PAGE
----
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Avatar_m_tn
Second guessing? You mean like blaming yourself because of some perceived fault or lack of action? Like with the friend, is it that you hadn't seen him or her since high school and figure if you'd "been there for them" it may not have happened? Because you were with people, and if you were with the one that died you wouldn't have been with the ones you WERE with, and if one of them had died you'd have felt the same way. You can't carry everyone on your shoulders, man. Am I making any sense?

I have a great deal of personal experience with alcoholism, both being subjected to an alcoholic, having loved ones subjected to an alcoholic, and of course spent quite a number of years emulating one myself. How are you second guessing yourself regarding your Dad's unfortunate choice?
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Avatar_m_tn
Yes you are making sense, the thing is, my friend died on the very same day I found out my Dad had end stage liver failure. I was taking care of my Dad a lot when he was sick and he continued to drink, I know he could still be alive today if he would have followed doctor's orders.

As for my friend, she was really the only girl who really showed any interest in me or talked to me. Even if it was just a friendly hi as we passed in the hallway it made my day feel a little bit better.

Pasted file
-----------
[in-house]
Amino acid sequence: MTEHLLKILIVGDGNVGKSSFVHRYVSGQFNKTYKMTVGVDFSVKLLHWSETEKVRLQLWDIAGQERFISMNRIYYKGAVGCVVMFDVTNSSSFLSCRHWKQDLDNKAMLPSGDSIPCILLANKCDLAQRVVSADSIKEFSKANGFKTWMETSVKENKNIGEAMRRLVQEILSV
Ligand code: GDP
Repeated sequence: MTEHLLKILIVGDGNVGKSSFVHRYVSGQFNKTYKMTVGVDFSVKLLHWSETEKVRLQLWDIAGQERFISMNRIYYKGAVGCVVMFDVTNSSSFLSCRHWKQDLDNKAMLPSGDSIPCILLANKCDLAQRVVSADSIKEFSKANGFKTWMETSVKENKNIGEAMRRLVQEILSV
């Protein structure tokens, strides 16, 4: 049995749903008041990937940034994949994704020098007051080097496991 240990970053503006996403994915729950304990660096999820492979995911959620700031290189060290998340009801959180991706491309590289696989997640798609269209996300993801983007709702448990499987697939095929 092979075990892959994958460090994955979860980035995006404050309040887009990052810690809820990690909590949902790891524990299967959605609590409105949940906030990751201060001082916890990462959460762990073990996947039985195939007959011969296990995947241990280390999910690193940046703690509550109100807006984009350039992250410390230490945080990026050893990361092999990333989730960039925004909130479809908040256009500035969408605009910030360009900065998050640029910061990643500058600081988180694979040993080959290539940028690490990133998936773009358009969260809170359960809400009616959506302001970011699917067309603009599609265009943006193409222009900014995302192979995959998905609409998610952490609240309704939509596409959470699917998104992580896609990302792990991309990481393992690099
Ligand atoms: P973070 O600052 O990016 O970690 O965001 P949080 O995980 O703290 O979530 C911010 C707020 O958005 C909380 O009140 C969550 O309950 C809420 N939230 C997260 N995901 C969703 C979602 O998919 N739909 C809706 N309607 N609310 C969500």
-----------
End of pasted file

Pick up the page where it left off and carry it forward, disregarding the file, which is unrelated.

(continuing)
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It seems like you have valid reasons to be depressed - all those lossess, your father and your friend.  Although I am not an alcoholic, Like your friend, I have tried to commit suicide and coming to this forum was the first time I admitted it.  When I expected judgment, I received encouragment.

Second guessing yourself gets you nowhere - trust me on that.  Dealing with the grief process is difficult enough.  El_Dave suggested unburdening yourself right here and I agree with him on that. Is there somewhere to speed up the medicare process?

You can say anything you want in this forum. There are a lot of caring, supportive people here and sometimes it is easier to talk to strangers than it is to family and friends.  You will find a lot of caring here and people who have experiences similar to yours.